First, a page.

By Major General Mari Eder November 12, 2105 Veteran’s Day. You don’t have to ask anyone who has served in the U.S. military what that means. They all know. Each and every one in a very personal way. Friends made, kept, lost. Colleagues and commanders. The drill sergeant no one could forget. Places visited, tours, deployments. German beer and kimchi. Field rations, the smell of oily rags used to clean weapons, frosty breath on a crisp early-morning run before daylight. A crowded C-130 packed with troops. The crack of small arms fire, the whoosh of mortars, the power of artillery. … Continue reading Center face.
By Joylin Kirk November 12, 2015 I am fortunate to do something I love for a career. I am the senior director of mission services for Goodwill Industries International. Goodwill® is comprised of 165 community-based member organizations in the United States and Canada with a presence in 13 other countries. Goodwill organizations are innovative and sustainable social enterprises that help fund skills development, job training programs, employment placement services and other community-based programs by selling donated clothing and household items in more than 3,000 stores. Joylin speaking at a Goodwill Conference, Photo Credit: Goodwill Industries International Goodwill meets the needs of … Continue reading Military Brat to Resilient Leader – My Road to Self-Empowerment
November 1st, 2015 by LtCol Kate Germano and LtCol Jeannette Haynie Jeff Bezos, founder of Amazon and owner of the Washington Post, once said, “What’s dangerous is not to evolve.” The Department of Defense should remember that the concept of “evolve or die” applies to the Services even more than it does to entrepreneurs, since the stakes are higher. The heavy use of “dog whistle” politics in a recent Small Wars Journal op-ed by someone identified only as “Anonymous” highlights how severely current senior leaders miss this critical point. The Services, especially the Marine Corps, need to recognize ending gender … Continue reading The Dangerous Non-Evolution of the Military (Gender Integration)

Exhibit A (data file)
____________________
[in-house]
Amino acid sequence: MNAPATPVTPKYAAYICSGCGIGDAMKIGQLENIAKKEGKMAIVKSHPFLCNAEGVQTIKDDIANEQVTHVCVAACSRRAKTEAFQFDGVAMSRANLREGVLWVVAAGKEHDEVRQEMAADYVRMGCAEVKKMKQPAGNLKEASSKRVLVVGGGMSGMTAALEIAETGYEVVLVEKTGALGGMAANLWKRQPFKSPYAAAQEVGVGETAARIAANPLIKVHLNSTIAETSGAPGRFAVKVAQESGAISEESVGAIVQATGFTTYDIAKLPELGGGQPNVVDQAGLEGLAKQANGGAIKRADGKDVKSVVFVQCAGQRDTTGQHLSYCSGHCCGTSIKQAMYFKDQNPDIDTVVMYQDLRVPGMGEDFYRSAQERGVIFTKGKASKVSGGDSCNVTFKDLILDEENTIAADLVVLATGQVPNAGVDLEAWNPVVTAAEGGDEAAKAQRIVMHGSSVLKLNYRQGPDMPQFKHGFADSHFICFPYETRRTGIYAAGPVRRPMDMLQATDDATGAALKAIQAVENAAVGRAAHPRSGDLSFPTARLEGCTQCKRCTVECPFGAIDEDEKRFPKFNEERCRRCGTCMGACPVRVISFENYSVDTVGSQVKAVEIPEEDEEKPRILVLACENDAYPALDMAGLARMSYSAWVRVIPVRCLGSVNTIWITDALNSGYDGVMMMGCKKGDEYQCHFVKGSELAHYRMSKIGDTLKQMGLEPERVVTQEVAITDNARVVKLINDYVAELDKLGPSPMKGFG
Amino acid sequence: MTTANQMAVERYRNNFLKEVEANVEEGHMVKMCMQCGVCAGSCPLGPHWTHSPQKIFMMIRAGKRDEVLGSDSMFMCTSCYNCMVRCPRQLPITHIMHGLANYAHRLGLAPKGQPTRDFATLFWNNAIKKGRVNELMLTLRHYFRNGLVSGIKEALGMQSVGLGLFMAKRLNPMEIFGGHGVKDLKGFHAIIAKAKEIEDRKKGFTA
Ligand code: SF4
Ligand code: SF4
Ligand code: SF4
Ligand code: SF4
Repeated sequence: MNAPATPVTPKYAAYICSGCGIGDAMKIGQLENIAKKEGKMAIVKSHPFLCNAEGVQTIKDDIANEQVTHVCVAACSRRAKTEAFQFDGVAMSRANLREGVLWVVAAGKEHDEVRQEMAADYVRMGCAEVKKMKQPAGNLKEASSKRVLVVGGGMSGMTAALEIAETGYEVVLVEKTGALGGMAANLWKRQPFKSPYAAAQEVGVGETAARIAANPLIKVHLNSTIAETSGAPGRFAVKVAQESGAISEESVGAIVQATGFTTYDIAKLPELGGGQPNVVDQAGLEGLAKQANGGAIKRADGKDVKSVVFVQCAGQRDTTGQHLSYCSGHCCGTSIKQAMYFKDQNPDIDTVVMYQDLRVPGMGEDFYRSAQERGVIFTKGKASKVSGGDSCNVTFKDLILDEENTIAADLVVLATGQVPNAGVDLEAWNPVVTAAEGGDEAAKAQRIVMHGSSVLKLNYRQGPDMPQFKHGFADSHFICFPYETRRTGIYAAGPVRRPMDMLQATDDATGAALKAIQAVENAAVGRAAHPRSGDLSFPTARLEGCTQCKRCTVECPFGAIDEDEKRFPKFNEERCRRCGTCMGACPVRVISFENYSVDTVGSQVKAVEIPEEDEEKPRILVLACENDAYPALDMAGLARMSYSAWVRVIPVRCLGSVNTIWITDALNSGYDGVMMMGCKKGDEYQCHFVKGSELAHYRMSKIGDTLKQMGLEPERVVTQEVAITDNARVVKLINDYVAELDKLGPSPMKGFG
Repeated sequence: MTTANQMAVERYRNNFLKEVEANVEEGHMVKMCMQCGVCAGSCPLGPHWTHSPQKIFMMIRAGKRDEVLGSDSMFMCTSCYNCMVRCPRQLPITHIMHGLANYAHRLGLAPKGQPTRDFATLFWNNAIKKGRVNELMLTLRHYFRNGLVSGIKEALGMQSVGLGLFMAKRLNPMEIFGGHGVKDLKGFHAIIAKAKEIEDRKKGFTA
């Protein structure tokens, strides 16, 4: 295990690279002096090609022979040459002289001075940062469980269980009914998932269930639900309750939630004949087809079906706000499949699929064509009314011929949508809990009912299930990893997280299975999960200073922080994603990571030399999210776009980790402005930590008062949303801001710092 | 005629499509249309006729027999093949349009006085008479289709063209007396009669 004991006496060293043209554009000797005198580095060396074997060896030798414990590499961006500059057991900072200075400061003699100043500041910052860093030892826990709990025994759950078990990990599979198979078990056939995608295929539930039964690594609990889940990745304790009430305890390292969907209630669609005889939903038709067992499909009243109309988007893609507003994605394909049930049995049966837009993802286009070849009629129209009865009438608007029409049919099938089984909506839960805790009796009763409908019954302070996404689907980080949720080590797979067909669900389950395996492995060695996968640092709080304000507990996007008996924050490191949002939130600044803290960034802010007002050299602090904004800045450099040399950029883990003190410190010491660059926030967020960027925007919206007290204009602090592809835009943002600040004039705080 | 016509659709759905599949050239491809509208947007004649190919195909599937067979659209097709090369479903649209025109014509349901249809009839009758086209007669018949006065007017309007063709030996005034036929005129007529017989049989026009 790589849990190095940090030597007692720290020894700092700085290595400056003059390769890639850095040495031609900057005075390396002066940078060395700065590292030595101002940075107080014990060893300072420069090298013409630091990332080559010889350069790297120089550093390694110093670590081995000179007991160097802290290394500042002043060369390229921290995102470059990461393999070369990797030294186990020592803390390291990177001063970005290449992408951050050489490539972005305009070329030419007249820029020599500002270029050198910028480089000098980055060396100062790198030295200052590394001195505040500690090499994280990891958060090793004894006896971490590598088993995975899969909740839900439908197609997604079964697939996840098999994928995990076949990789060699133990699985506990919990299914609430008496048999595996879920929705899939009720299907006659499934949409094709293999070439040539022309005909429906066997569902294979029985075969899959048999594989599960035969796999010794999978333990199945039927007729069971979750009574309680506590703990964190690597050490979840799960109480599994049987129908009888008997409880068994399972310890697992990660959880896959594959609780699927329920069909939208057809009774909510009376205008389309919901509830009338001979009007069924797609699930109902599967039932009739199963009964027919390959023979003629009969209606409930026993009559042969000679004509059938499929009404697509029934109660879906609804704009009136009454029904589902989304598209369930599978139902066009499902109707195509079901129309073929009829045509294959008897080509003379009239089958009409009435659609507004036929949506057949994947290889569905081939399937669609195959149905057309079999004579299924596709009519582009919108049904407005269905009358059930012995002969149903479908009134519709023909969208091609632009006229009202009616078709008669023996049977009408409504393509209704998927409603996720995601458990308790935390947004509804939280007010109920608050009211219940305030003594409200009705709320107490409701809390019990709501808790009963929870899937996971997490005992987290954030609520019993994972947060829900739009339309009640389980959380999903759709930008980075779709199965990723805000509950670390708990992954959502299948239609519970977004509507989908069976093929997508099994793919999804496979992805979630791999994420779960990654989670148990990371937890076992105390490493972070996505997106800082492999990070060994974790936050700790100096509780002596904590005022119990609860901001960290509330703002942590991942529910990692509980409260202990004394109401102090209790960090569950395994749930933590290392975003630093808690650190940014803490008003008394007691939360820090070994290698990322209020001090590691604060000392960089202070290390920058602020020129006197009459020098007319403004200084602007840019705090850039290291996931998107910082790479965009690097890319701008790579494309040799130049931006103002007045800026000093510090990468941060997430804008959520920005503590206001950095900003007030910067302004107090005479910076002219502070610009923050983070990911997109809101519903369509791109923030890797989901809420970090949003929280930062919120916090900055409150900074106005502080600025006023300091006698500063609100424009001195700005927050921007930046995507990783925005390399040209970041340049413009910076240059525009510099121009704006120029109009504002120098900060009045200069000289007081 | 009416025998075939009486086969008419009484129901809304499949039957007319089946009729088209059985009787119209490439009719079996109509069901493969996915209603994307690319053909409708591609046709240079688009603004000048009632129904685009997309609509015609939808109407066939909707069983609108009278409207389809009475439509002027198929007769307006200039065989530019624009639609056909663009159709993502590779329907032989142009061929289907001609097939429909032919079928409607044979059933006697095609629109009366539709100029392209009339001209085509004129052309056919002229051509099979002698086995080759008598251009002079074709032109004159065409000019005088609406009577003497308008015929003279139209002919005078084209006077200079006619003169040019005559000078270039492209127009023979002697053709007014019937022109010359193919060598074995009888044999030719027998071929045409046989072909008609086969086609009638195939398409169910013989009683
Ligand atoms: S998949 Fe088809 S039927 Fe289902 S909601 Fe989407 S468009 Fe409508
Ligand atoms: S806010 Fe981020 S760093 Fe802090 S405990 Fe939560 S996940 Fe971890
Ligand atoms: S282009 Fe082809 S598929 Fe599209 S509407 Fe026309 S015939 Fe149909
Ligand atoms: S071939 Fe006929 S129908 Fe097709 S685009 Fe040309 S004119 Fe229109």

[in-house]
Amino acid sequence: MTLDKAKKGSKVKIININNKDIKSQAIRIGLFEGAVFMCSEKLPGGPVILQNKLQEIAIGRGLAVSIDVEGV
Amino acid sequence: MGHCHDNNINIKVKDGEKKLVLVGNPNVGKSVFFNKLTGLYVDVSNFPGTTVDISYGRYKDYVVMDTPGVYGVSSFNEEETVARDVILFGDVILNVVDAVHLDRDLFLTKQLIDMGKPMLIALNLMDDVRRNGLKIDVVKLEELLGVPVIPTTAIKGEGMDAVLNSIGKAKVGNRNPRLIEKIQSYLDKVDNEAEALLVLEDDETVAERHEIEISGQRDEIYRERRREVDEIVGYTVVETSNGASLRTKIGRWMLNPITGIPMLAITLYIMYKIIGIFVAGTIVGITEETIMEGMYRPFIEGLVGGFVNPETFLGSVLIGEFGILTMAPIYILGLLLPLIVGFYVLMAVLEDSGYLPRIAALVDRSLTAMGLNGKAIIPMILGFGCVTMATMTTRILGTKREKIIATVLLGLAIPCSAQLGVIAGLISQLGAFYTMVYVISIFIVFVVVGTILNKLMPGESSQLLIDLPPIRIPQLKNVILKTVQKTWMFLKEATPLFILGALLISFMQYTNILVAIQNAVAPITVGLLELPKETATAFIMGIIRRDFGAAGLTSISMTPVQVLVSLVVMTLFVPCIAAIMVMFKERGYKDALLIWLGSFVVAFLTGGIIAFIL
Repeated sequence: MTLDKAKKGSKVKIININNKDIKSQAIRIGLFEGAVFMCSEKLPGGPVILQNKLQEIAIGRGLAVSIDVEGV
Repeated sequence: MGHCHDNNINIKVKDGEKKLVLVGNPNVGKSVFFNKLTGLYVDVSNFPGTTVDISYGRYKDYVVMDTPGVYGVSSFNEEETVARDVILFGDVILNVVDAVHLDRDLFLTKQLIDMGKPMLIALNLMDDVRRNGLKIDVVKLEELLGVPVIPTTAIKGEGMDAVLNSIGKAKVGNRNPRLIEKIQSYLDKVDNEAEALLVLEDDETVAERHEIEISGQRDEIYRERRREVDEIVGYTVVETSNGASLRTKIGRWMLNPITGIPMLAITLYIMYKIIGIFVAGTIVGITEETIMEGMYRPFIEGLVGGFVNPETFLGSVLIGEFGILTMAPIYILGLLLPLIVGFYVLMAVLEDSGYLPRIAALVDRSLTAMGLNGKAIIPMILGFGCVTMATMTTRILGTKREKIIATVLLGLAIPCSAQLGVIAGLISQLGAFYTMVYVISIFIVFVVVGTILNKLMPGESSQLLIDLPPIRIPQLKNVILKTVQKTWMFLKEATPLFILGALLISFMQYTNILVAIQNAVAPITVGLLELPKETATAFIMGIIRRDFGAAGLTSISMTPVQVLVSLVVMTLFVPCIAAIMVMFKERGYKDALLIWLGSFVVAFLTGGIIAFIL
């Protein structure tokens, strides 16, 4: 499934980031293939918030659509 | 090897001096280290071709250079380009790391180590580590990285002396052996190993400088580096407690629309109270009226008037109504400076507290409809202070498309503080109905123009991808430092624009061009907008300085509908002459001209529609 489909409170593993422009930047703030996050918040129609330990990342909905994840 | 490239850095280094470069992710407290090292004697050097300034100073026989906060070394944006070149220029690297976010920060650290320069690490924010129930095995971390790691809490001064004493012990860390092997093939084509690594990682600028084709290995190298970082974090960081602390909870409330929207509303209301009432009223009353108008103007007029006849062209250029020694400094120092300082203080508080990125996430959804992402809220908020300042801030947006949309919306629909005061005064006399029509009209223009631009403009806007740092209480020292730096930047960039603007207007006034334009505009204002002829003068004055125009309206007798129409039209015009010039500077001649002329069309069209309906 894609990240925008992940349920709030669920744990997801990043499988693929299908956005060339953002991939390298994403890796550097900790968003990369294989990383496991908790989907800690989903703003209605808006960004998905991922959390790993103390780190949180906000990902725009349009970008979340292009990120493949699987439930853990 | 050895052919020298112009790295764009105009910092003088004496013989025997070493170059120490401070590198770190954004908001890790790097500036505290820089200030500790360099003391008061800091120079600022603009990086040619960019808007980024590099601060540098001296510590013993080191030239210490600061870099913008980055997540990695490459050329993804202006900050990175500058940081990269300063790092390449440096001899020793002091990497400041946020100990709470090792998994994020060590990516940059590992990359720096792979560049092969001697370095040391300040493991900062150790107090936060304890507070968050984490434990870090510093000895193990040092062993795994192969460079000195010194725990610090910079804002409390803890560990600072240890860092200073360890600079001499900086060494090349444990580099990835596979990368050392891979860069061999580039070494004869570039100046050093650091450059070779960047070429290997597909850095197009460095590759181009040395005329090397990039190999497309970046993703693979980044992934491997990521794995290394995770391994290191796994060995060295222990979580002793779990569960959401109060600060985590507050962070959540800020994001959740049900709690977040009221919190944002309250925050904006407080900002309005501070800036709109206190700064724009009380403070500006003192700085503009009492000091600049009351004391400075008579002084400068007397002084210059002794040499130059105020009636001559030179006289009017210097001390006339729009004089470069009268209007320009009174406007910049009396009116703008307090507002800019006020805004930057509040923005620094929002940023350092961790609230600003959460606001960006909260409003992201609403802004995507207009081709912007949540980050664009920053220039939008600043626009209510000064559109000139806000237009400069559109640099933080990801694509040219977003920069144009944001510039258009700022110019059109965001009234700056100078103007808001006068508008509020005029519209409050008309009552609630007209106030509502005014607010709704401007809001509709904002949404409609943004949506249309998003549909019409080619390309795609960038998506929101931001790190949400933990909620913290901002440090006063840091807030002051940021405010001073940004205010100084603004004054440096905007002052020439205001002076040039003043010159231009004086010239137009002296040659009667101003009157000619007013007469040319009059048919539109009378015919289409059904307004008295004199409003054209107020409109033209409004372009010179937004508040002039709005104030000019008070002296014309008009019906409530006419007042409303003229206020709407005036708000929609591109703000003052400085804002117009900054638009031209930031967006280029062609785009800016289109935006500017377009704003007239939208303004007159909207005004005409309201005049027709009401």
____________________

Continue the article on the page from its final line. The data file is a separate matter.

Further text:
Originally published on War on the Rocks, March 17th, 2015 by Katey van Dam Let’s get to the sticking point of the gender integration issue — physical capability. There are countless discussions and online comment threads that are part of the general consternation over whether women are physically capable of succeeding in combat arms. Many critics argue that women will not succeed in combat arms because none of the 26 lieutenants who have volunteered for the Marine Corps’ Infantry Officer Course (IOC) have passed — yet. Stating a feat is impossible because it has yet to be accomplished is the … Continue reading Women in Combat Arms: Brass Tacks on Physicality
OCTOBER 14, 2015 By Ellen Haring and Megan MacKenzie* Originally published at meganhmackenzie.com In August, the Marine Corps completed a two and a half year, $36 million dollar series of studies that examined the possible impacts of integrating women into combat occupations. On 10 September, they issued a four-page, unsigned, undated, summary of their research findings that concluded that women degrade combat effectiveness, contribute to increased injury rates and may negatively impact recruiting and retention. After gaining unprecedented access to over 380 pages of this research, we found that the primary study was inherently flawed and that the limited information the … Continue reading Exclusive Access to Marine Corps Study Shows it Missees the Mark
by Shelly Goode-Burgoyne Originally published at Havock Journal December 20, 2014 “The soldier is also a citizen. In fact, the highest obligation and privilege of citizenship is that of bearing arms for one’s country.” ~ General George Patton A few months ago Norway quietly became the first Western nation to require women (over half of their population) to participate in mandatory military service. The bill passed with a 96% majority in Oslo; the seat of Norwegian Parliament. The law will require all medically qualified Norwegian women aged between 19 and 44 years to complete at least 19 months of military … Continue reading American Women and the Selective Service: It’s Time.
MEGAN MACKENZIE Originally published on Minerva on 9/11/15 War on the Rocks published an exceptionally written piece by Lieutenant General (ret.) Gregory Newbold called “What Tempers the Steel of an Infantry Unit” that has gone viral. Here, Newbold eloquently draws out an argument that has tended to only be implied- or lurking behind much of the debate on women in combat for decades. The argument is simple: infantry units require a special, indescribable bond and dynamic that women spoil. Certainly this argument is not unique, but the beauty of Newbold’s piece that he boldly puts the emotional arguments- rather than … Continue reading Guts, God and Mystery: how the women and combat debate is all about emotion